“Be the Light:” The Making of an Art Installation
Today we welcome Nancy Belmont to share how the “Be the Light” display in Del Ray came to be…
If you’ve been on Mt. Vernon Avenue in the evening over the past week, you may have noticed some extra energy. On Saturday, December 3, I launched, “Be the Light,” a new community art installation. The project asks visitors to think about the light inside of them, write an intention about how they can bring that light into the world, then light a candle to add to the display.
Photo credit: Bill Coyle on Flickr
“Be the Light” is my third interactive public art project over the past year and a half. (The first was the Courage Wall; the second was UNITY.) It was inspired by the idea that sometimes my light feels covered up by sadness, pain or heartbreak.
I wanted to bring people together in a way that allows them to be vulnerable through anonymity. By creating a space where people can participate without sharing their identity, they can be completely authentic. This allows their contributions to become the “everyman’s (or everywoman’s)” contribution. We see the light and shadows of ourselves when we experience others’ contributions. Sharing the whole of the human experience moves people at an emotional level.
I also considered how to make the project larger than life. To feel that we are all a part of something larger than ourselves is a powerful feeling. When we see a project of mass, in public space, we feel the power of being connected to something larger than ourselves.
The structure itself is mostly made of reclaimed wood from the Courage Wall built back in 2015. Sheets of 8′ x 4′ plywood abut together to create a 24′ x 8′ surface for the shelving. The plywood is framed with 2 x 4s on the top and sides to shield the intentions from rain. A sheet of plastic affixed to the back is pulled over the front to protect from heavy rains. The plywood backing is held up by 2 x 4s bolted to the existing fence as well as longer 2 x 4s creating a diagonal support behind the display.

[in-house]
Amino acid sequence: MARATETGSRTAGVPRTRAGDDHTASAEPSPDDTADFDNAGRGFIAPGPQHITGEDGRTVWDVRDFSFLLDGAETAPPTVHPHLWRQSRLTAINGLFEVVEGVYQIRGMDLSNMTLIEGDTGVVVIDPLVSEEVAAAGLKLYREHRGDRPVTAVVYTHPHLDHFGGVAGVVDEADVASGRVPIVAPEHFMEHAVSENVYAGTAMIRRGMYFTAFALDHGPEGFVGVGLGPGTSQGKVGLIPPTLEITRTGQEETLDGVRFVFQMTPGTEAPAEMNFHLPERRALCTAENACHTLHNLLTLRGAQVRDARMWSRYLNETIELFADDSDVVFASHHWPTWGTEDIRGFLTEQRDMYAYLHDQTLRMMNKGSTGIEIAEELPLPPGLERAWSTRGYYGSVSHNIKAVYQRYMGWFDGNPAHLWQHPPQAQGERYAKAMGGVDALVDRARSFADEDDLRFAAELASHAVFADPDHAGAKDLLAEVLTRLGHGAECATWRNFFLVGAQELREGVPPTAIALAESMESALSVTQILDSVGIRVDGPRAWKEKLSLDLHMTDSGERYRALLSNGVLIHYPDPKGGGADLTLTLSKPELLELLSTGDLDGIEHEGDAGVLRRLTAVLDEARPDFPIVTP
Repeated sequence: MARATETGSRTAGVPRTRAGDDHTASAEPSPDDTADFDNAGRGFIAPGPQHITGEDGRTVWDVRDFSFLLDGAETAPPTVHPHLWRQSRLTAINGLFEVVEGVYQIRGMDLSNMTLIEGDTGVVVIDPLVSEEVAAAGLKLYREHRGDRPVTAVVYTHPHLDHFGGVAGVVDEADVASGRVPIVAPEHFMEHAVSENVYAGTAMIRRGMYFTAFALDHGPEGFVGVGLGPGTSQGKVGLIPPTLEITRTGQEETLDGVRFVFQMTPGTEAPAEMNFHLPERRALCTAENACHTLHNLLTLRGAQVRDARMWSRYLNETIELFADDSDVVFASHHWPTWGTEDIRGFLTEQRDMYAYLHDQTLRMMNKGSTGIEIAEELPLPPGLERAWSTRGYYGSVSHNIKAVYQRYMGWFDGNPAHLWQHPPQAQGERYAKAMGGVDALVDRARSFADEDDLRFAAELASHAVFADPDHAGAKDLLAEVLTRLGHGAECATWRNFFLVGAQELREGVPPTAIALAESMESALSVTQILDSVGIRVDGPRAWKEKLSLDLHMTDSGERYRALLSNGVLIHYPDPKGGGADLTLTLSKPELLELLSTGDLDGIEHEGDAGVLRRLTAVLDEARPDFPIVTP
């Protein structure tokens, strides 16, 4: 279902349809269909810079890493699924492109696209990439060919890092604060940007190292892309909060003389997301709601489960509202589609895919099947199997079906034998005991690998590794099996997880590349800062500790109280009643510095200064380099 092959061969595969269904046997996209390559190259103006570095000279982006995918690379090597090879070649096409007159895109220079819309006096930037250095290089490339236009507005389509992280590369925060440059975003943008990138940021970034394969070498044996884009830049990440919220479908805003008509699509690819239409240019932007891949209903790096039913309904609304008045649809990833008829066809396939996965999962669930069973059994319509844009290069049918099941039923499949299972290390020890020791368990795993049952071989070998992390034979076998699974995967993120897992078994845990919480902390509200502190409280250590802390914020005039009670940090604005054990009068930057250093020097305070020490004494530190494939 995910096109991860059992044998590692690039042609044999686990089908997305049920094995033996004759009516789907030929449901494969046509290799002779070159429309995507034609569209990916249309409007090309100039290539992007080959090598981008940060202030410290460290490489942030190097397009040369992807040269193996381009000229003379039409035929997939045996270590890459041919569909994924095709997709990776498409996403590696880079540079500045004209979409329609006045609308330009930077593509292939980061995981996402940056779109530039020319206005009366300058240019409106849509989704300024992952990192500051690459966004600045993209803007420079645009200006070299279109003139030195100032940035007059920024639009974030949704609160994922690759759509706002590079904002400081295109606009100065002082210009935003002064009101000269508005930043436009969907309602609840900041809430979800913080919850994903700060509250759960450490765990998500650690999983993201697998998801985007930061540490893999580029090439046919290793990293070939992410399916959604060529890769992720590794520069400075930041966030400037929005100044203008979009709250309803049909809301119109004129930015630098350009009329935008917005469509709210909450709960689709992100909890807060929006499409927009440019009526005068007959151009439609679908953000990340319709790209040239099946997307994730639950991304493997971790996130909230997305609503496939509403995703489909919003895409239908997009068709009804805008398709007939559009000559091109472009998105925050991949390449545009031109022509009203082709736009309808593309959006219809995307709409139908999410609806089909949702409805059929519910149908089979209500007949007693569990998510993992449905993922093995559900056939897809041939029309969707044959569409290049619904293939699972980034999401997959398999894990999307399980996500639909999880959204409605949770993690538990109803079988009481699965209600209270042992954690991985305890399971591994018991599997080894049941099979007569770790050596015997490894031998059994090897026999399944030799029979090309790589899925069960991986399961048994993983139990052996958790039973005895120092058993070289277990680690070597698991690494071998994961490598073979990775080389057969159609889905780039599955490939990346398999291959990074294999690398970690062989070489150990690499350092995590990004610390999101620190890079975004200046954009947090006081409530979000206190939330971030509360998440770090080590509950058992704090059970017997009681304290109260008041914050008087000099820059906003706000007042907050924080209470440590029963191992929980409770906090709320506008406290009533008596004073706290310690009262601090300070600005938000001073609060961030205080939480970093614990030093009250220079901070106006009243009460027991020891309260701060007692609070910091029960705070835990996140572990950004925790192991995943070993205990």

Because most of the structure was already built for the Courage Wall, the most labor intensive part of the project was gluing the clothespins (purchased at Michael’s and online), which took at least 8 man-hours with help from family and friends.
The second most time consuming part of the project was the creation of the Be the Light sign, which is made from a cut down 8′ x 4′ sheet of smooth plywood cut down to 19″ x 8′. I used the scrap to test the gold spray paint (Sherwin Williams Metallic Gold), white hand lettering and drill sizing to fit the Christmas tree lights.
The finished sign uses two strings of 8′ lights with each light individually glued into the drill hole from the back of the display. Painting the plywood and shelf facings only took a few hours over a couple weekend with the help of two friends (Jen Walker and Riikka Noppa) and my kids.
Erecting the structure only took about an hour with two handy guys (my ex-husband Dennis and my sister’s fiancee Sam).
The project was funded by the community through a Go Fund Me Campaign that raised over $2,000 in 24 hours. Many thanks go to all of the contributors to the campaign, Bean Creative for allowing us to use their property, and Kiskadee for supplying the power for the Be the Light sign.
We turn the lights on each night around 4:45 p.m. and off around 10:15 p.m. Now that there are over 1,000 lights on the installation, this takes a full hour for one person. Community members have stepped up to volunteer for shifts, which helps the lighting go much more quickly. If you happen to be in Del Ray during those times and want to help with the lights, we’d love to have you!
I hope you’ll make it down to “Be the Light” before December 26 to share how your light will shine more brightly. Wishing you love and light this holiday season!